Five years ago, Cantor Marc (as he is known to his bar mitzvah students) changed his surname from the Anglicized Rabe — the name his family had used for two generations — back to the original Rabinowitz, which he finds holier and more authentic.
Cantor Marc strives to be honest, believing that God adores truth above all other virtues, but he cannot be truthful about being gay. To declare himself would cost him the two things he loves most: God and song. The cantor knows he cannot control his nature, but he can control his actions, so at the age of twenty-seven, he remains steadfastly chaste.
Sometimes, looking out from his position near the Torah, he sees other members of the congregation — some married — whom he believes to be gay. He doesn’t know how he can tell and wonders if they can guess as much about him. In such moments of fear and confusion, he sings more sweetly and with greater passion. Complimented after the service, he smiles and says, “God provides.”
Jason is alone in the groom’s room smoking a joint. At twenty-six he is more devoted to pleasure than to anything else. It is a weakness, but in his mind a benign one. He does not consider himself hurtful or deceitful. Though he works for his stepfather in a do-nothing job, he hopes to become more serious after the wedding.
He is shirtless and wearing jeans, his tuxedo hanging in the closet behind him. On the table sits an unopened bottle of Chivas Regal he’s filched from the bar. As he takes a deep hit on the joint, the door opens. It is one of the servers, pointing to a stack of chairs in the corner. She is a Latina, in uniform, chesty with black eyes and gorgeous teeth.
“Want a hit?” Jason asks, offering the joint.
She smiles and tilts her head quizzically.
“Come on,” he says. “Great Colombian.”
She giggles, and it occurs to him that she doesn’t speak English. So he asks, “Quieres una copita?”
“Una, sí,” she says cautiously. He unscrews the cap and hands her the bottle. Uncertain whether to drink directly from the bottle, she waits until he gives her a sign. Then she tosses off a large one. He shakes his wrist, fingers floppy, and makes a hissing sound.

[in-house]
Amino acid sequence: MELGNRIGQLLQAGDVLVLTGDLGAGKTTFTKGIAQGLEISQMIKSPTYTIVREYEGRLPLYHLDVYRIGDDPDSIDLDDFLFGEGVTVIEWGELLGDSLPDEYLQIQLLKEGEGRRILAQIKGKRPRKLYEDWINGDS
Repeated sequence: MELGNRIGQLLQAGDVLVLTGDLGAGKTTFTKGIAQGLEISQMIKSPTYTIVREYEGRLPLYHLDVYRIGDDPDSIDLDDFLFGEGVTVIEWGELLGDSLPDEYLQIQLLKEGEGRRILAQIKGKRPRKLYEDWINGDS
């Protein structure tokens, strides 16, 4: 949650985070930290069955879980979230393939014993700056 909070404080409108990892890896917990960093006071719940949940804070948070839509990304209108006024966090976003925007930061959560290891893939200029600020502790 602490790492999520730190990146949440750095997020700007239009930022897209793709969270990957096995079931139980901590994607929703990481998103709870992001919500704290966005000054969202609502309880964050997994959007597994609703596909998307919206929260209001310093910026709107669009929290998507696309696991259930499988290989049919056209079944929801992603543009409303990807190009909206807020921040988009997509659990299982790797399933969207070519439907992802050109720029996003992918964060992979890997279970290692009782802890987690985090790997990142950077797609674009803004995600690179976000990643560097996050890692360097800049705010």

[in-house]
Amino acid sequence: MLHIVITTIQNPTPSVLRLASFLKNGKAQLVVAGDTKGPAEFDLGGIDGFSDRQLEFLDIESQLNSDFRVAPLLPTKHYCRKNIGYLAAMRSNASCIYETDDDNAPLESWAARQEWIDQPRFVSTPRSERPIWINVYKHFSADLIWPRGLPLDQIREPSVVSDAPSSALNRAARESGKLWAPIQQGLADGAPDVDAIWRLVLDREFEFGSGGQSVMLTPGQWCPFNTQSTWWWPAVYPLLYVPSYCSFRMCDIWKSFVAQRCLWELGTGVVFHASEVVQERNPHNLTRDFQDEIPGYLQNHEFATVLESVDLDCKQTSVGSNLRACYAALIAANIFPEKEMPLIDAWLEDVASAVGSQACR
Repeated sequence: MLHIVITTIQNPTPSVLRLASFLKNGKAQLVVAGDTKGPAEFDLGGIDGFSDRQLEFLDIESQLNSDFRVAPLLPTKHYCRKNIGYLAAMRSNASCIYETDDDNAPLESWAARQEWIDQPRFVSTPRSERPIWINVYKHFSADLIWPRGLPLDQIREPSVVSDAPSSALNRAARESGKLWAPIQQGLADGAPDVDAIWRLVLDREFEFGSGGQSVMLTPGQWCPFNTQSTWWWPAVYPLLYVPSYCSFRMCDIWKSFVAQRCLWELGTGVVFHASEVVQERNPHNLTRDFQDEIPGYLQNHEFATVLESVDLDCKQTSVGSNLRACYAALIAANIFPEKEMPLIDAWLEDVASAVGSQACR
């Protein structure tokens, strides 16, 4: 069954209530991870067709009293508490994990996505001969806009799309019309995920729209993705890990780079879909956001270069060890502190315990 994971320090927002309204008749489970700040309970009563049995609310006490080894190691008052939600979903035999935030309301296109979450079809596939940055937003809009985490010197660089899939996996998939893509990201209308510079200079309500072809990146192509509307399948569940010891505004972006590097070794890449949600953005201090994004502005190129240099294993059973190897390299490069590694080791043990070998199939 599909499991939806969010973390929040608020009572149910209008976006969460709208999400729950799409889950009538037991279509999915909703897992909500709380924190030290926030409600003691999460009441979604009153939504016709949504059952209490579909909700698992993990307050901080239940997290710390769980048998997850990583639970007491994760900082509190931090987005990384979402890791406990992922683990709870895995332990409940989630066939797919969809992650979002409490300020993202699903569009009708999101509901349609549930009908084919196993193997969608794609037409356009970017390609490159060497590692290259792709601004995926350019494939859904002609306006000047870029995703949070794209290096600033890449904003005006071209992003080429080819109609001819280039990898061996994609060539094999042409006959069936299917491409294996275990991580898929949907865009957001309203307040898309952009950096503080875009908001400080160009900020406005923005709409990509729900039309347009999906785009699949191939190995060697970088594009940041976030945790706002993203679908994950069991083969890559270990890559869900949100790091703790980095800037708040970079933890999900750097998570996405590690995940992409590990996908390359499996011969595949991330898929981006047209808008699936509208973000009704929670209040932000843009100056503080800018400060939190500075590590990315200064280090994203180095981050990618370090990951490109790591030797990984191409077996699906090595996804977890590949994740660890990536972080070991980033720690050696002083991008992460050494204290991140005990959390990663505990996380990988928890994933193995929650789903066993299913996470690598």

“Bien hecho,” he says. She downs another.
Now they are close, and Jason lays a hand on her hip. He pulls her in and kisses her; she kisses back, and he moves her against the wall for better traction. Then he reaches beneath her skirt with one hand and pulls her blouse off her shoulder with the other. She has both arms around his neck. Their pelvises grind.
Suddenly she pushes away, putting her uniform back together. She bites her lower lip and wags a finger at him, smiling brightly, almost laughing. “Más tarde,” she says, and backs out the door. Jason smiles, shakes his head, and laughs.
Holly’s parents are among the early arrivals. Jim and Hilda Lee teach high school in Phoenix. Their daughter left home at seventeen, days after her high-school graduation. She rarely visits and leaves as quickly as she can. She says the problem is the heat, in summer; in winter, it’s the wind.
Jim Lee is a distant cousin, thrice removed, of the Robert E. Lee family of Virginia and is proud of the connection, in a modest way. But here, he thinks, the older European contingent probably won’t even know who the great general was. As for the younger ones, courtly ancestors aren’t likely to cut any ice with this group. He doubts that he will bring it up.
Hilda is a vaguely pretty blonde beginning to fade. She feels overshadowed by Elaine, who, though only two years her junior, is decades more dashing and youthful.
Jim and Hilda have been faithful to one another since their dating days, neither having ever been seriously tempted to stray. They find the concept of infidelity difficult to grasp.
They are awed by what they see. The sanctuary, with its forest of flowers leading to the canopy, is a shower of color. “Can you imagine,” Hilda says to her husband, “what that must have cost!”
They wander into the reception room and find an entire wall of exotic appetizers, hot and cold. A giant ice sculpture stands in the middle. Its face, Hilda points out, resembles Holly’s. There are several bars, each manned by a brace of liveried bartenders. The fifteen-piece band is setting up. Hilda grips her husband’s arm.
The caterer, a small, busy man of North African descent, speaks with Elaine about a minor glitch in the planning. Nearly one hundred guests have indicated a preference for fish rather than Cornish hen or prime rib. But at the time of purchase, the promised swordfish was more expensive than expected. So he decided to go with the much cheaper halibut.
“However,” he says in his garbled style, “we have got Belgian chocolate, the finer of all Belgian chocolate, what we can pour to the ice cream. We have also strawberries —”
“Rahim,” says Elaine, “the usual way to handle a change in an agreement is with a refund check. Am I not right?”
“Yes, miss,” he says sadly.
“We will go with generous amounts of the chocolate and strawberries.”